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Bror A. Rexed and K. Gunnar Wennström

I n Preliminary communications in 1947 and 1949 Rexed 12, 13 described certain pathological changes in human nerve-root pouches. The lesion consists of pathological thickening and proliferation of the arachnoidea, in extreme cases deforming and compressing the nerve roots, and often associated with cystic formations in and about the root bundles. The lesion is common, and is not associated with syphilis, tuberculosis, or other specific infections involving the central nervous system. By means of roentgenological studies on cadavers, Lindblom 7 in 1948

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William Henry Hudson, M.D.

Itinerant Neurosurgeon 1862–1917

Edgar F. Fincher

. Sea-sickness. Its cause, nature, and prevention without medicine or change in diet. A scientific and practical solution of the problem. Boston : S. E. Cassino & Co. , 1883 , 147 pp. Hudson , W. H. Sea-sickness. Its cause, nature, and prevention without medicine or change in diet. A scientific and practical solution of the problem. Boston: S. E. Cassino & Co. , 1883, 147 pp. 2. Hudson , W. H. Tuberculosis as an infectious bacilliary disease, and its relation to hygiene. Trans. med. Ass. Ala. , 1890 , 353 – 374

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W. Eugene Stern and Paul H. Crandall

patients had undergone previous disc surgery. The authors described a recent history of infection in over half of their cases; the acute illness was characterized by fever, pain in the back, local spasm of muscles and tenderness, and minimal irritation of the nervous system. The condition responded to rest. Early roentgenograms were normal, but subsequent radiological study of their cases revealed thinning of the disc, proliferation, and eventual fusion. These authors discussed the differential diagnosis, including tuberculosis, typhoid fever, and brucellosis. In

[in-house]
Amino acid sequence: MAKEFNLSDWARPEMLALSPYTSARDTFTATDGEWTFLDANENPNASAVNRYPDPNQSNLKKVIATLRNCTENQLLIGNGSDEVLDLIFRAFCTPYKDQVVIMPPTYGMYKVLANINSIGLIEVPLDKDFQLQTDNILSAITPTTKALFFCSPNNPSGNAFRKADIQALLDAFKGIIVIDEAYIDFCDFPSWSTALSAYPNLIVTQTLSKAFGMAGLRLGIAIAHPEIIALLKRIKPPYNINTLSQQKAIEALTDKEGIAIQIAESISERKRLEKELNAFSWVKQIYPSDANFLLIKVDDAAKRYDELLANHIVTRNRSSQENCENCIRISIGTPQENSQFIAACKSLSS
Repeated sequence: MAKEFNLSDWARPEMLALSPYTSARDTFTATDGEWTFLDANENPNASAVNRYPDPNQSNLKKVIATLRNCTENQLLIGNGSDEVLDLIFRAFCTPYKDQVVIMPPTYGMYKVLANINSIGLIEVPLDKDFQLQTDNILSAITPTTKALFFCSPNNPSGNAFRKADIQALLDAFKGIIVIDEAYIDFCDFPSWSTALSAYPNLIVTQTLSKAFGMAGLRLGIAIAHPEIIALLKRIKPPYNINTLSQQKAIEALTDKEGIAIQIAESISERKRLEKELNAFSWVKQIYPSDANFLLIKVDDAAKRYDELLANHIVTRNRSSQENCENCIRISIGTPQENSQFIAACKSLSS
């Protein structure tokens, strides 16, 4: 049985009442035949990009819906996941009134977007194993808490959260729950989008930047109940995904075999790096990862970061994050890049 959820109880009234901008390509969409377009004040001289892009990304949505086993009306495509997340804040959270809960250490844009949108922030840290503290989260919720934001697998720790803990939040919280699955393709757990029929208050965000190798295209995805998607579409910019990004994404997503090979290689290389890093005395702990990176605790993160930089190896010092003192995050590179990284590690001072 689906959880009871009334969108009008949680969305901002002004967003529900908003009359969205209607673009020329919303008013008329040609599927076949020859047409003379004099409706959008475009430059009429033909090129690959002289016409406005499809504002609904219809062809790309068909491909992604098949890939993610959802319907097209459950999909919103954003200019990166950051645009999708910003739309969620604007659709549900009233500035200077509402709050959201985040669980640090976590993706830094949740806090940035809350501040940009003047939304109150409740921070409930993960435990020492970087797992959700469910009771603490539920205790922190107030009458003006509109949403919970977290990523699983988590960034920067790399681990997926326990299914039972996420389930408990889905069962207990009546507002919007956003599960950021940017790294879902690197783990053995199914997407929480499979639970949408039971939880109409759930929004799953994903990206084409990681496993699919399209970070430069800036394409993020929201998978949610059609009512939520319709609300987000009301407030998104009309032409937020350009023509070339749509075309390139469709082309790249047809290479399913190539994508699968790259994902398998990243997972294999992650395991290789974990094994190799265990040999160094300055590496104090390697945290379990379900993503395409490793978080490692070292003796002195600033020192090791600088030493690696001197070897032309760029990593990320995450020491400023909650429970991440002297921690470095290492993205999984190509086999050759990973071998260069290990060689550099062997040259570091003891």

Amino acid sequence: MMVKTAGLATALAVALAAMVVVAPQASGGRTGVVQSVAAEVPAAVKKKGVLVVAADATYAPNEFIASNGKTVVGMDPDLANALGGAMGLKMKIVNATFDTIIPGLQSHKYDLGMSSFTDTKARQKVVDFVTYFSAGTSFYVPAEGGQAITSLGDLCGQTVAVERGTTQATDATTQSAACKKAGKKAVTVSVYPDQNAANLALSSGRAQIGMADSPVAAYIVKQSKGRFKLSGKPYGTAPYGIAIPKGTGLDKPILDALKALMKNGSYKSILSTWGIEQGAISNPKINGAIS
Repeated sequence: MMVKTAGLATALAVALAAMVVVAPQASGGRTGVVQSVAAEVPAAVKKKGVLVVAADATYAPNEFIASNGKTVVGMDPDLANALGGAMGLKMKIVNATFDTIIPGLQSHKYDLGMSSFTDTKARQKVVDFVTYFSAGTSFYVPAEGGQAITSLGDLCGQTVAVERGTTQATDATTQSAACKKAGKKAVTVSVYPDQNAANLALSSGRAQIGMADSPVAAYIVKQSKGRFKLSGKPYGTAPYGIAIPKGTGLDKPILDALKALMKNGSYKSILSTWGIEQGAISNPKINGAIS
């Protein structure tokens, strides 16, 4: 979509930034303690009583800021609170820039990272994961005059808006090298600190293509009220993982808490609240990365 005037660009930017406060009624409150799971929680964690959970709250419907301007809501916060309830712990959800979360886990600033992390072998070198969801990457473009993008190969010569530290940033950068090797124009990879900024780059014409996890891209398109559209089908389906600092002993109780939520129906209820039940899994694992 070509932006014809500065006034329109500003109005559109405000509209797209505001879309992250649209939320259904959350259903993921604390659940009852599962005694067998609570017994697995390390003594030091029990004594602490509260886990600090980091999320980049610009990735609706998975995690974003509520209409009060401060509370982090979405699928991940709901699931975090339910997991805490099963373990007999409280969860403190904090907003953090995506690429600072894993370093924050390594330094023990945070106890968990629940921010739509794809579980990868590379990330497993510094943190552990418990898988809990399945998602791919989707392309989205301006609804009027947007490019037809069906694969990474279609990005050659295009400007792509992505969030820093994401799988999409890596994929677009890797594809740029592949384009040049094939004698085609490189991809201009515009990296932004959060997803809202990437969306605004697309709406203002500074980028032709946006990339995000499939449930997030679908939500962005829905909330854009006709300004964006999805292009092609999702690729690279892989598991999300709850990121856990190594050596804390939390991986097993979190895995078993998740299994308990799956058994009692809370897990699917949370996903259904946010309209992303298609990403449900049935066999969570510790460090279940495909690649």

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Shigetsugu Katsura, Jiro Suzuki and Tokuo Wada

. This field should be explored further. Operative cases will increase gradually with development of anticancer substances. Most of our granulomas are tuberculomas. Previously, Nakata 19 reported an incidence of 6 per cent, which was much higher than that in other countries. In the present series, it decreased to 3.1 per cent, and a further decrease is now following the recent progress of antituberculous therapy. The decrease in incidence of tuberculoma runs parallel to the decrease in the number of cases of pulmonary tuberculosis. In Japan, intracranial tumors

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Bronson S. Ray

. Following operation their fasting blood sugar returned to normal and insulin was no longer required. A sound basis for recognizing the influence of the pituitary in diabetes mellitus exists in Houssay's experimental demonstration 6 that diabetes secondary to pancreatectomy is ameliorated by extirpation of the anterior pituitary. Occasionally, the “Houssay phenomenon” has been observed to occur in human diabetics from a variety of pituitary abnormalities including hemorrhage, infarction, tuberculosis and metastatic neoplasms. Additional evidence of the relationship of